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Worship and Sermons
Oct. 30, 2016
 

“Focus on the Fruit” by the Rev. Don Wahlig

Year C / 234th Sunday after Pentecost – Isaiah 1:10-18, Psalm 32:1-7, 2 Thessalonians 1:1-4, 11-12 and Luke 19:1-10.

THEME: Practice seeing like Jesus who sees the fruit of salvation in the righteous actions of the saved and welcomes them, no matter how sinful they may have been.

 

        Do you have a favorite author?  A writer whose work you find so engrossing you can read the same book again and again.  Maybe it’s because the characters are so real, and the situations so vivid, it makes you feel like you’re actually in the story itself?

        I have several. Some are contemporary and rather low-brow:  Ian Rankin and his Scottish Noire police dramas set in Edinburgh; John LeCarre for his MI6 spy novels set in the Cold War; and Scott Turow and his terrific legal thrillers. 

        As an English major, I also developed a taste for the classics –Shakespeare, William Faulkner, Jane Austen and, of course, Charles Dickens.

        Many would argue – and I would agree - that Dickens created some of the most memorable characters in English fiction since Shakespeare:  Oliver Twist, Bill Sikes, Pip, David Copperfield, Samuel Pickwick, and Uriah Heep.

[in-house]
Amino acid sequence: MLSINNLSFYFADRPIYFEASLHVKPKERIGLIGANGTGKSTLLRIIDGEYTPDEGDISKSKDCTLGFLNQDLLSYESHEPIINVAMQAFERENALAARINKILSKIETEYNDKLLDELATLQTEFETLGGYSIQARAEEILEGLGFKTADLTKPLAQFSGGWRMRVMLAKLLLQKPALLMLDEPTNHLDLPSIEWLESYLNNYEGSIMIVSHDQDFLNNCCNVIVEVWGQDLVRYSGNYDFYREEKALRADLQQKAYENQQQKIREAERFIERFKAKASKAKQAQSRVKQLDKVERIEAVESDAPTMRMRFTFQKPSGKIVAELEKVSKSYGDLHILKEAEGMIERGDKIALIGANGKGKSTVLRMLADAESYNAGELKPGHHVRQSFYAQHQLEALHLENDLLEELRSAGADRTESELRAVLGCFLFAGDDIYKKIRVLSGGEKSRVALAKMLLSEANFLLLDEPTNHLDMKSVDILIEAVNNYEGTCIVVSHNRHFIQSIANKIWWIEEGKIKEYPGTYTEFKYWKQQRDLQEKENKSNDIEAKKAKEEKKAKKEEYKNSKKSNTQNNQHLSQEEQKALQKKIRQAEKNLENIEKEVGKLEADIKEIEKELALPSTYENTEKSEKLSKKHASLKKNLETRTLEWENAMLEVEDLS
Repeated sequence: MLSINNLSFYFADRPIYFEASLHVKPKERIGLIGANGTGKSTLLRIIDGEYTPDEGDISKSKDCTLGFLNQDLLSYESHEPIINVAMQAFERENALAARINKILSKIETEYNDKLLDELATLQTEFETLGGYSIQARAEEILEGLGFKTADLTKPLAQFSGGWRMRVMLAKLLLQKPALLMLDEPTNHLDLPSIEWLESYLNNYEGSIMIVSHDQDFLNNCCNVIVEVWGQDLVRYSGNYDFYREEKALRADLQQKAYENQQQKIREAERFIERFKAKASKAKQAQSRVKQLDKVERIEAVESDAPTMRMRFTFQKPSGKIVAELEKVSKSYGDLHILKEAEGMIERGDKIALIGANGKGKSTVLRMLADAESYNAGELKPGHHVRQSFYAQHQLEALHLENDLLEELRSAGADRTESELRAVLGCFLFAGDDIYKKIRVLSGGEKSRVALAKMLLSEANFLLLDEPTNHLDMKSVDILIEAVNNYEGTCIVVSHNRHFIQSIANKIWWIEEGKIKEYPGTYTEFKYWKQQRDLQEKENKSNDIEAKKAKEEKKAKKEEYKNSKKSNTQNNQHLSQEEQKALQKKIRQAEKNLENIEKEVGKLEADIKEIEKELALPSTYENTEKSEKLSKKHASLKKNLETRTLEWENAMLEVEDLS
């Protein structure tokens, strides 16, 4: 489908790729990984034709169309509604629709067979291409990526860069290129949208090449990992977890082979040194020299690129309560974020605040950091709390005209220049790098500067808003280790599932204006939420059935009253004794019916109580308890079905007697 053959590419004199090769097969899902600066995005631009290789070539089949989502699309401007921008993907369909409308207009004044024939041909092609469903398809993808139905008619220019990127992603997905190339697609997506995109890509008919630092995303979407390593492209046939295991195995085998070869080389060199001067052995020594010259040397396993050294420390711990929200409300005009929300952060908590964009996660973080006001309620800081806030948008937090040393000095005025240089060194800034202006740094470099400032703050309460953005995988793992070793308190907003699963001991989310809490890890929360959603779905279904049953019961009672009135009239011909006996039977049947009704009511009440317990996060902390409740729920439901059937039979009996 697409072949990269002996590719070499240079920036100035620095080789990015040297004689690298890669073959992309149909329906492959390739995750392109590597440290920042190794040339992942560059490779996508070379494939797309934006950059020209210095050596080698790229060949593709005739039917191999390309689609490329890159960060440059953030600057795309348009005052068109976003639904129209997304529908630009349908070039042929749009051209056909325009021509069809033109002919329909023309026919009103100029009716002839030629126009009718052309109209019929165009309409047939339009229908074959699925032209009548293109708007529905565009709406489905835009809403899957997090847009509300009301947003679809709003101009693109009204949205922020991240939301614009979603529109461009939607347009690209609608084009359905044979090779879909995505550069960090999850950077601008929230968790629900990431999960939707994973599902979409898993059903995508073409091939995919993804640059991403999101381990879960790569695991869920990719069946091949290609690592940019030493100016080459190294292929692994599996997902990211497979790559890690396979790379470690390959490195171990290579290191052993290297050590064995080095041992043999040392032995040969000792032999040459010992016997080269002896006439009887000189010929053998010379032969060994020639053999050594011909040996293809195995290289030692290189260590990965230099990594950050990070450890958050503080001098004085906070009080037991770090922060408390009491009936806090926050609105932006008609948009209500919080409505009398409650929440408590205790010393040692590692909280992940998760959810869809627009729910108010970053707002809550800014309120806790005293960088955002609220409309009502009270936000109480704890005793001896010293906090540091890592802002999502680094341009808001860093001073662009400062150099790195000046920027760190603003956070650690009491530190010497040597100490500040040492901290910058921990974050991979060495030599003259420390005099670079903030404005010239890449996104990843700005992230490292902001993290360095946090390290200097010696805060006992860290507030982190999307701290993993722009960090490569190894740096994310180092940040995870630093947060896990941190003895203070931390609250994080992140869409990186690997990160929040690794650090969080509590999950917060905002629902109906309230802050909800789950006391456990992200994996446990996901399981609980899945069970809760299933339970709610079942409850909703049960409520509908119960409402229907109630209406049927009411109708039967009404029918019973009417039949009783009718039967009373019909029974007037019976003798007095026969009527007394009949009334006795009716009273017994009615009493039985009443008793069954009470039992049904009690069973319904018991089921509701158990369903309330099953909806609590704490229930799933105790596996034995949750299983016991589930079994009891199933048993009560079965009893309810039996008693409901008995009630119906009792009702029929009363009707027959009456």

And then, of course, there is the best known of them all:  Ebenezer Scrooge in A Christmas Carol.

        We all know Scrooge is a miser and a recluse. Dickens describes him like this: “a squeezing, wrenching, grasping, scraping, clutching, covetous, old sinner!" He shuns any and all Christmas celebration, calling it "humbug."

        There’ve been several movie versions made of a Christmas Carol.  My personal favorite is the 1984 film with George C. Scott as Scrooge.

        If you’ve seen it, you’ll remember vividly how Scrooge, on Christmas Eve, refuses a heartfelt, cheery, personal Christmas dinner invitation from his own nephew, Fred, whose young wife Scrooge has never even met. 

        Then, with heavy sarcasm, he refuses two kindly gentlemen seeking donations to provide Christmas dinner for the poor.

        As an employer, Scrooge is equally callous and tight-fisted.  With resentment, he reluctantly allows his underpaid, overworked accounting clerk, Bob Cratchit, to take off Christmas Day with pay.  He calls this custom "a poor excuse for picking a man's pocket every 25th of December!"